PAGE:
Dr William Grant, who writes and compiles research as fast as I can read it, gave me a tremendous assist in keeping me abreast of the current research as I wrote my book. His latest paper is entitled “How strong is the evidence that solar ultraviolet B and vitamin D reduce the risk of cancer? An examination using Hill’s criteria for causality” Although the link between vitamin D deficiency and cancer should well-established, there are those who stubbornly demand more proof while millions more die of cancer caused by vitamin D deficiency. In this paper, there is sufficient proof to convince all but the most biased reader. He uses a well-accepted scientific assessment, known as Hill’s criteria for causality, which determines whether the presence or absence of one factor causes the presence of another. In this case the “causal” factor is vitamin D deficiency, and the caused factor (result) is cancer.
Here are the qualifications for causality as established by Dr. A Bradford Hill:
1. Strength of association
2. Consistency (repeated observation)
3. Specificity (one agent, one result)
4. Temporality (exposure precedes effect)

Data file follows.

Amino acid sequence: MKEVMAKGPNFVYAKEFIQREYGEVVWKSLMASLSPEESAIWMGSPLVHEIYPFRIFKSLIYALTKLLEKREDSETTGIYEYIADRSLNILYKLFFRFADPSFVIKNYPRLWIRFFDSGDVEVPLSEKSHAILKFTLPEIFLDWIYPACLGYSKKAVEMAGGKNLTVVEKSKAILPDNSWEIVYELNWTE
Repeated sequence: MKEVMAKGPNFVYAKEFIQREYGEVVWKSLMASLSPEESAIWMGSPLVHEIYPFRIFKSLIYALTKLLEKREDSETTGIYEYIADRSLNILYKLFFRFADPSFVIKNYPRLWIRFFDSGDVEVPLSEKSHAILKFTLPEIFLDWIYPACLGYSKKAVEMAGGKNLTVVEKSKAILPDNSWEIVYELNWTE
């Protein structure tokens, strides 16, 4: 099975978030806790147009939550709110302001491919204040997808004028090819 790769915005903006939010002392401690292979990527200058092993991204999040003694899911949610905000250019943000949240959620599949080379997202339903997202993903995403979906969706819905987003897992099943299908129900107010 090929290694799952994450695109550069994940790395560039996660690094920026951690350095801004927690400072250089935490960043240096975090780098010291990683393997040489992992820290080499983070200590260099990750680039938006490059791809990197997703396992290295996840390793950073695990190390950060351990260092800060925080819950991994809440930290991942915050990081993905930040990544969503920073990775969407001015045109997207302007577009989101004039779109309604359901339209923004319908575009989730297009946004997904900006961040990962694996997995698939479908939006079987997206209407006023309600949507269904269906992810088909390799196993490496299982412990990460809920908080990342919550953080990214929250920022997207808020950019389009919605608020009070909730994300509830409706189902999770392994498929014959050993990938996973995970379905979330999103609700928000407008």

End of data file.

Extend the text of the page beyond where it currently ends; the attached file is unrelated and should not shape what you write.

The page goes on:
5. Biological gradient (dose-response relation)
6. Plausibility (e.g., mechanisms)
7. Coherency (no serious conflict with the generally known facts
of the natural history and biology of the disease)
8. Experimental verification (randomized, controlled trial)
9. Analogy with other causal relationships
Using these criteria, Dr. Grant discusses the voluminous research pointing out that the vitamin D-deficiency theory of cancer causality in most deadly cancers satisfies most, if not all, of Hill’s criteria. In other words, there is little doubt that vitamin D deficiency is a primary cause of cancer. For those who are scientifically inclined, I suggest you read the paper, which you can find online by searching the citation below. If you are not so inclined, take my word for it; this paper makes an irrefutable case. Neglect your sunlight and your optimal vitamin D levels at your peril. But remember, never burn!
 Grant, W. How strong is the evidence that solar ultraviolet B and vitamin D reduce the risk of cancer? An examination using Hill’s criteria for causality Dermato-Endocrinology 2009:1:14-21.